radicals toyed with its institutions at the beginning of their revolution, 
before turning onto a more populist path. America's strongest impact was 
on Switzerland and Argentina -- two turbulent countries that profited from 
the idea of federalism. Hamilton's modesty was as well judged as his 

In the misleadingly titled ''Realism and Idealism in American Diplomacy,'' 
Bailyn hits top form. The real subject is the protean genius of Benjamin 
Franklin at recreating himself and his image. We meet the shape-shifter in 
his first portrait, painted when he was 40, as a middle-class man. As 
Franklin becomes a famous scientist, he poses with experimental 
paraphernalia. By the time he is 60, he sits beside a bust of Newton, in a 
blue velvet suit with gold trim -- a picture of intellectual and worldly 
success. Ten years later, in 1776, his newborn country sends him as its 
minister to France, where Franklin adopts a new look -- a plain dark suit, 
a cap of marten fur and long straight hair.

The French went wild. Franklin seemed like a 70-year-old child of nature, 
or of Rousseau (Rousseau, Bailyn notes, had worn a similar fur cap in a 
famous portrait). Franklin's face appeared on prints, medallions, busts 
and teacups. The apotheosis came in a 1778 portrait by Joseph Siffred 
Duplessis. Bailyn writes that this face -- hatless now -- is worn, the 
skin pouched, the eyes somewhat puffed and tired.'' Yet it ''radiates 
experience, wisdom, patience, tolerance . . . unconstrained by 
nationality, occupation or rank.'' Franklin had become identified ''with 
humanity itself, its achievements, hopes and possibilities.'' All these 
images were propaganda -- by boosting himself, Franklin boosted the United 
States. But he hit his grandest note when he employed the fewest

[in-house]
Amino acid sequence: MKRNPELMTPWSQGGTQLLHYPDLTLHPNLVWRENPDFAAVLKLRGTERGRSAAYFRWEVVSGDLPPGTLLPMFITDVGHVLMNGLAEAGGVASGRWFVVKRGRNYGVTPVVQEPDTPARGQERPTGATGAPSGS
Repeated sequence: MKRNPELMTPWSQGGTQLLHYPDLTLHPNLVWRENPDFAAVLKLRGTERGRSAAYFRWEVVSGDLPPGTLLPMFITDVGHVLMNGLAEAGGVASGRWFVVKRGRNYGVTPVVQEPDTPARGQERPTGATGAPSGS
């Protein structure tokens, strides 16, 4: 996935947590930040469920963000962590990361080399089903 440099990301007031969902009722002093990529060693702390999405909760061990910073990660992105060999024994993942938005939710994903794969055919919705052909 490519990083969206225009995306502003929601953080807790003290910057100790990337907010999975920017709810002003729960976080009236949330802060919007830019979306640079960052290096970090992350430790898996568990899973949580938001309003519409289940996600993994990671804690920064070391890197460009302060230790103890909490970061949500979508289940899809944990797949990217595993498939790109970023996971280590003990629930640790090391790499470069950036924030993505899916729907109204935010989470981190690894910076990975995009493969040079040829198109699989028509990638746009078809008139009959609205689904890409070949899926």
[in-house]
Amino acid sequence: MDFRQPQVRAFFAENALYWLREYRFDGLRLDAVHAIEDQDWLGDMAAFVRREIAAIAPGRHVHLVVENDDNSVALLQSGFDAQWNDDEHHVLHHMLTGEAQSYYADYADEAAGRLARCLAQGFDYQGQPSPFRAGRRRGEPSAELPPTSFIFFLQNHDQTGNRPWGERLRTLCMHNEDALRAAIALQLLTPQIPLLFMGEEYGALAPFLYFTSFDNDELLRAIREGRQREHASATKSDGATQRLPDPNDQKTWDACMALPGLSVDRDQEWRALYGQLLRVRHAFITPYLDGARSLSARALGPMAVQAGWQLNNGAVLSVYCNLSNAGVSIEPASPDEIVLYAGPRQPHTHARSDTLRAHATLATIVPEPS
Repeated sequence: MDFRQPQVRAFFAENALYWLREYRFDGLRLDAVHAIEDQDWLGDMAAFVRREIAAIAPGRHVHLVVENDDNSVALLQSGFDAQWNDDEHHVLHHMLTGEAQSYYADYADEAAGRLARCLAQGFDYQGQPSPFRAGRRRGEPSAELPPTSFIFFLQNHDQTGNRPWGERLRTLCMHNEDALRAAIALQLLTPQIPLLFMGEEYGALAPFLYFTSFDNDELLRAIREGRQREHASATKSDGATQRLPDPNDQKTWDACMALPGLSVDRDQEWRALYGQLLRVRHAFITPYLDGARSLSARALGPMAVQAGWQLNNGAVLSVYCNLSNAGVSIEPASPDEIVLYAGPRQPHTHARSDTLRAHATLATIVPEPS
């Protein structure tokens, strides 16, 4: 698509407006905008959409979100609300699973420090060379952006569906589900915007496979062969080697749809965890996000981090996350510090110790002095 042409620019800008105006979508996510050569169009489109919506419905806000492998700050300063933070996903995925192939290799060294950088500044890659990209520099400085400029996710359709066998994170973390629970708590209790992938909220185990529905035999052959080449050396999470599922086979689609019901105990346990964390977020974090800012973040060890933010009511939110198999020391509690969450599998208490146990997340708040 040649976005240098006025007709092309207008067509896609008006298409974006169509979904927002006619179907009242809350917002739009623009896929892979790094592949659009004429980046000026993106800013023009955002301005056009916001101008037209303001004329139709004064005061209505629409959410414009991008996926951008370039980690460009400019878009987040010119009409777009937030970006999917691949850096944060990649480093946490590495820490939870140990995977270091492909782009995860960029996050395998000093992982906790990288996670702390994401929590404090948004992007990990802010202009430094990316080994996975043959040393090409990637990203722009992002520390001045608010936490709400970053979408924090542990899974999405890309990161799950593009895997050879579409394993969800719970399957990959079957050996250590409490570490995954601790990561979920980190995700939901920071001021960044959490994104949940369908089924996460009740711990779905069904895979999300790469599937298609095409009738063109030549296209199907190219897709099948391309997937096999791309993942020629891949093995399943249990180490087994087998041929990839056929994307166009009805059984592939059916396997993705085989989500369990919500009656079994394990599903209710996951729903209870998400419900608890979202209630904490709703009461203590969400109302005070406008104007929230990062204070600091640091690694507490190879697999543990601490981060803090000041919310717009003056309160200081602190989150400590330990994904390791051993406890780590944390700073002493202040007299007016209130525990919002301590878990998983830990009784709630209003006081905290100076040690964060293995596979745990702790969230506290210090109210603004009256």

How did Americans come to entertain such aspirations? Bailyn's lead essay, 
''Politics and the Creative Imagination,'' takes its framework from an 
essay by the art critic Kenneth Clark entitled ''Provincialism.'' When the 
culture of the metropolis becomes stale, provincials can bring to it, as 
Bailyn gives us Clark's argument, ''the vigor of fresh energies.'' 
Colonial America, Bailyn reminds us, was a small and remote place. Bailyn 
makes the point by comparing the houses of rich Americans -- the Byrds and 
Carters of Virginia, the Van Cortlandts of New York -- with houses in 
England. Blenheim Palace is obviously from a different world, a ducal 
Brasilia. But even the stately homes of the lesser English gentry, which 
resemble their American counterparts in scale, reveal, in their interiors, 
riches of art and ornament that were unknown across the Atlantic. 
Similarly, the English country squires and their ladies painted by 
Gainsborough comport themselves with an assurance that makes the 
farmer-lawyer Roger Sherman of Connecticut, painted by Ralph Earl, look 
''rustic'' and ''clumsy in manner'' -- which indeed Sherman was.

Yet, Bailyn reminds us, Sherman ''was one of the most innovative political 
thinkers of his age.'' Sherman and his fellow rustics were innovative 
because they challenged received opinions, such as Montesquieu's belief 
that republics must be small, or the almost universal belief that dual 
sovereignties -- states within nations -- could not coexist. ''I ask,'' 
Bailyn quotes Oliver Ellsworth, another Connecticut rustic, ''why can they 
not? It is not enough to say they cannot. I wish for some reason.'' The 
answers to their pert questioning included The Federalist, the 
Constitution and the Declaration of Independence.

Bailyn's picture of feisty provincials raises a doubt. Do we have too much 
money, too many weapons and too many professors to be as intelligent as 
the founding rubes? Has our ''constitutional establishment'' become 
''self-absorbed, self-centered and . . . distant from the ordinary facts 
of life''?

Anxiety about our own decadence is also a very old feature of American 
life. Hold on to that thought. The slob you see may be your savior.

Richard Brookhiser is the author, most recently, of ''America's First 
Dynasty: The Adamses, 1735-1918.''


The Founding Fathers Were NOT Christians 

Excerpts from:

The Founding Fathers Were Not Christians by Steven Morris, in 
Free Inquiry, Fall, 1995 (If you want to complain about this article, 
complain to Steven Morris, who wrote it)

"The Christian right is trying to rewrite the history of the United States 
as part of its campaign to force its religion on others. They try to 
depict the founding fathers as pious Christians who wanted the United 
States to be a Christian nation, with laws that favored Christians and 

This is patently untrue. The early presidents and patriots were generally 
Deists or Unitarians, believing in some form of impersonal Providence but